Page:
Dangerous Ideological Basis of “Progressive” Reforms

The wilful blindness of utopian social engineers results in highly partisan programs that seek to correct perceived social or institutional defects through legislative and regulatory fiat. Richard Hanania, formerly of the Saltzman Institute of War and Peace Studies at Columbia University and current President of the Center for the Study of Partisanship and Ideology, offers a brief illustration of the theoretical basis for this agenda and its consequences. Writing in the context of the United States, his “Woke Institutions is Just Civil Rights Law” (2021) describes how activists rationalise their push for socially-engineered change:

This firstly requires a belief that any evidence of disparity is automatically evidence of discrimination; secondly, that arguments against such a charge (presumably because they are deemed “hateful” and therefore illegitimate) must be prohibited to avoid a “hostile work environment”; furthermore, private bureaucracies are to be instituted to promote and enforce the above two views; finally, and perhaps most importantly, due to the inherently nebulous nature of the concepts involved and the unequal claims of right that competing individuals and groups can appeal to when prosecuting or defending their positions, enforcement inevitably becomes inconsistent on a case-by-case basis.[31]


This is the same rationalisation we witness among the “social justice” advocacy lobby in Australia. It applies to the public as well as the private sector, a distinction that is rapidly blurring as a result of the growth of the managerial therapeutic state, its public-private alliances where each party defers ultimate responsibility to the other whenever there are calls for accountability from those aggrieved as a consequence of “restitutive” deprivileging and disenfranchisement. The privileging of one group over another through the vehicle of identity politics is also the reason why many see it as a fundamental repudiation of the traditions of the common law, and therefore an offence against classical notions of individual liberty. Unfortunately, there has been little to no effective opposition to these programmes notwithstanding who and what political faction is elected to high office.

Observations, Consequences, Predictions

The example of Kristina Keneally’s imposition into the federal seat of Fowler has probably more to do with the incestuous and morally corrupt factional dealing in the Australian Labor Party—its hothouse of tribal intersectionality—than any attempt to block the locally preferred candidate simply due to her Vietnamese heritage. At least in this example, it appears that the “Emily’s List” cosa nostra trumped Labor’s branch-level ethnic political identitarianism. Khalil implicitly acknowledges the existence of the latter when he complains about the historical exploitation of minority communities for party branch-stacking purposes.[32] While he shows a keen interest in demographic and statistical comparisons to illustrate alleged representational imbalances in the world of business and politics, it would be interesting to apply the same analysis to the ethnic and cultural composition of the branches in his Federal Electoral Conference. Can we expect that environment to be representative of the broader Australian society? The reader can only speculate whether his criticism is sincere, or if it is only intended for the well-intentioned yet gullible public.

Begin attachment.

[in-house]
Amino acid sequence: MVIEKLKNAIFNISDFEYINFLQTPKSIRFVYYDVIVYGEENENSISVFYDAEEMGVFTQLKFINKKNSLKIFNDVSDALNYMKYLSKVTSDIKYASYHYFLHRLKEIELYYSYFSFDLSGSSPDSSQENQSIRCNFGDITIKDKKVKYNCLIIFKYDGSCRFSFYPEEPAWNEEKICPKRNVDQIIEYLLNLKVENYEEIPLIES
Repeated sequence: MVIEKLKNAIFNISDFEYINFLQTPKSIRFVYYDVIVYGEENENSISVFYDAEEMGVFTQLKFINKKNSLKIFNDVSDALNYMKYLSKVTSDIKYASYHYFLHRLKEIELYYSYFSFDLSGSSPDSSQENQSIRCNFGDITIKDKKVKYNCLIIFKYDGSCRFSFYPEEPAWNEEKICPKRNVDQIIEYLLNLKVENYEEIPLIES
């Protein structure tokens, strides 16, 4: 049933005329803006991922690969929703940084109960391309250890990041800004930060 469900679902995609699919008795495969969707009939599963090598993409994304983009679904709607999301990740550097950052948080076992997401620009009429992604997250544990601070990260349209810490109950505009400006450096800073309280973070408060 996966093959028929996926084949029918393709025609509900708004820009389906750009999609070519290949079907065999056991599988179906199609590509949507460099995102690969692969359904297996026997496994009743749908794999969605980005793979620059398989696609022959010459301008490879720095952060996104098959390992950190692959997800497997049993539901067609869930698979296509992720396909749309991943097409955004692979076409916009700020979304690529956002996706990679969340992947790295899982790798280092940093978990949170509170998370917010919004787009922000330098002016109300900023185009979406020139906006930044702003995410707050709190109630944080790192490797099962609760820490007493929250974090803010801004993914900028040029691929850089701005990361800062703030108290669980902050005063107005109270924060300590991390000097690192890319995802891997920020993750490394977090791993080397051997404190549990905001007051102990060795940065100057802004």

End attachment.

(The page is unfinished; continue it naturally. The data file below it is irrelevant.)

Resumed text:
It is undeniable that the narrative of “systemic racism”, which is pushed by multiculturalists and Critical Race Theorists alike, has induced a toxic response among the intended beneficiaries of progressive emancipatory agendas. It has encouraged the targeting of individuals based on their perceived “privileged” status, and in a perverse reversal, systematically disenfranchised them in social discourse. In the January-February Quadrant, Harry Cummins refers to these activists as “racial avengers who seek supremacy while demanding an equality they already enjoy” and who accordingly “act as if they were the prosecuting counsel in a trial of their benefactor’s culture and history”.[33] Cummins writes about this dynamic in the context of international affairs. It is readily apparent that the same phenomenon appears in the domestic political agitation of the so-called “coalition of the fringes”, and its incessant agitprop against the cultural mainstream. He continues, “Our suicidal tendency to abase ourselves before any accuser not only ensures that cynical villains triumph, but it is often actually the catalyst for their worst behaviour.”[34] Those who object to this assessment need only be pointed to the explosion of racialist pulp recently authored by writers such as Richard Delgado, Jean Stefancic, Ibrahim X. Kendi, Shannon Sullivan and of course Robin DiAngelo.[35] What is needed is a complete repudiation of the politics of self-hate among whatever is left of mainstream elites, lest we foster a pathological and neurotic national community incapable of meeting the challenges the world presents. A full-throated defiance may in fact be the source of a revived sense of collegiality, camaraderie and community.[36]